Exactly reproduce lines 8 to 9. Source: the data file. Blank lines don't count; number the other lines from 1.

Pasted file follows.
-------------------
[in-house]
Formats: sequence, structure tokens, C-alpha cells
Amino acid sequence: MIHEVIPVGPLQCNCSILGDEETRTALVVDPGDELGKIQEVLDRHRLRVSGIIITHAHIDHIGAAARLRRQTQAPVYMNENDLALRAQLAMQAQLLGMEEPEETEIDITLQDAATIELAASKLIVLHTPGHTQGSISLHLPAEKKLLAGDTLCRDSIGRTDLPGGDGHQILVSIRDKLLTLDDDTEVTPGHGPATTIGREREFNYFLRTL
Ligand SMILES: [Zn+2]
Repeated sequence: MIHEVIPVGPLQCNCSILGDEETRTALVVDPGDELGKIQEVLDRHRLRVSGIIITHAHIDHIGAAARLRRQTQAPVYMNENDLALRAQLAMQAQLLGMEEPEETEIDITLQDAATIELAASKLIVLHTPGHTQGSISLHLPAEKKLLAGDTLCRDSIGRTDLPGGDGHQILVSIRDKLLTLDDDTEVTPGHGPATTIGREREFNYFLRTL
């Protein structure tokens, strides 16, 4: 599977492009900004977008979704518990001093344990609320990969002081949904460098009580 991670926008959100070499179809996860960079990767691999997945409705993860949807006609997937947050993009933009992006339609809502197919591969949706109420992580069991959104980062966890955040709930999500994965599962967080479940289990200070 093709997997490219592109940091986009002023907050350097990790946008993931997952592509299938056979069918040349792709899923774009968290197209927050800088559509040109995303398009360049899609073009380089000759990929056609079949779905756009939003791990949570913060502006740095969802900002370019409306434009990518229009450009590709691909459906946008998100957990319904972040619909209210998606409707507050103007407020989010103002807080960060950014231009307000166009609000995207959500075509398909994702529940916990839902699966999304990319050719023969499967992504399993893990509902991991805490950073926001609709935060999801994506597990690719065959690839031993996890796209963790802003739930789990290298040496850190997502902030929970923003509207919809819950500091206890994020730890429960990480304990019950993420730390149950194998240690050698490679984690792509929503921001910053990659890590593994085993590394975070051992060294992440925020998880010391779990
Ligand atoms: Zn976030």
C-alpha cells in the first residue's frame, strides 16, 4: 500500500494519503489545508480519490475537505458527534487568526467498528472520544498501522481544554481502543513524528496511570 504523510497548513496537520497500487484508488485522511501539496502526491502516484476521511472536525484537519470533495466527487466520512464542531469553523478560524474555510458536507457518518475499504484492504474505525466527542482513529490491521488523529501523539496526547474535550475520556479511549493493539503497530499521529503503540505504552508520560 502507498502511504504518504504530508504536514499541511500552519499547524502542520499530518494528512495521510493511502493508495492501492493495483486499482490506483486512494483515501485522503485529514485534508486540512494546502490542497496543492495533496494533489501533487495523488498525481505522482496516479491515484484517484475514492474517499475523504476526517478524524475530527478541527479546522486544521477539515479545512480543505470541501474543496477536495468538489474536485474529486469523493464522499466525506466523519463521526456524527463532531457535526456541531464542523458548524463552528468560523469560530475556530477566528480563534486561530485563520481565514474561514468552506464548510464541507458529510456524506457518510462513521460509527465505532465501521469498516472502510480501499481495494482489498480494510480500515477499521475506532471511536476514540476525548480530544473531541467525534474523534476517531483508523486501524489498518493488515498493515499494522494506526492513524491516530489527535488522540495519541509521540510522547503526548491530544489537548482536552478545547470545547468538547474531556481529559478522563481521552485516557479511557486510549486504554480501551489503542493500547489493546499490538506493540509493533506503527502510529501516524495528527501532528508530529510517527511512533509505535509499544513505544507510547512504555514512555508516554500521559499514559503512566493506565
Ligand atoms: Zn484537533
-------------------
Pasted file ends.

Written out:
C-alpha cells in the first residue's frame, strides 16, 4: 500500500494519503489545508480519490475537505458527534487568526467498528472520544498501522481544554481502543513524528496511570 504523510497548513496537520497500487484508488485522511501539496502526491502516484476521511472536525484537519470533495466527487466520512464542531469553523478560524474555510458536507457518518475499504484492504474505525466527542482513529490491521488523529501523539496526547474535550475520556479511549493493539503497530499521529503503540505504552508520560 502507498502511504504518504504530508504536514499541511500552519499547524502542520499530518494528512495521510493511502493508495492501492493495483486499482490506483486512494483515501485522503485529514485534508486540512494546502490542497496543492495533496494533489501533487495523488498525481505522482496516479491515484484517484475514492474517499475523504476526517478524524475530527478541527479546522486544521477539515479545512480543505470541501474543496477536495468538489474536485474529486469523493464522499466525506466523519463521526456524527463532531457535526456541531464542523458548524463552528468560523469560530475556530477566528480563534486561530485563520481565514474561514468552506464548510464541507458529510456524506457518510462513521460509527465505532465501521469498516472502510480501499481495494482489498480494510480500515477499521475506532471511536476514540476525548480530544473531541467525534474523534476517531483508523486501524489498518493488515498493515499494522494506526492513524491516530489527535488522540495519541509521540510522547503526548491530544489537548482536552478545547470545547468538547474531556481529559478522563481521552485516557479511557486510549486504554480501551489503542493500547489493546499490538506493540509493533506503527502510529501516524495528527501532528508530529510517527511512533509505535509499544513505544507510547512504555514512555508516554500521559499514559503512566493506565
Ligand atoms: Zn484537533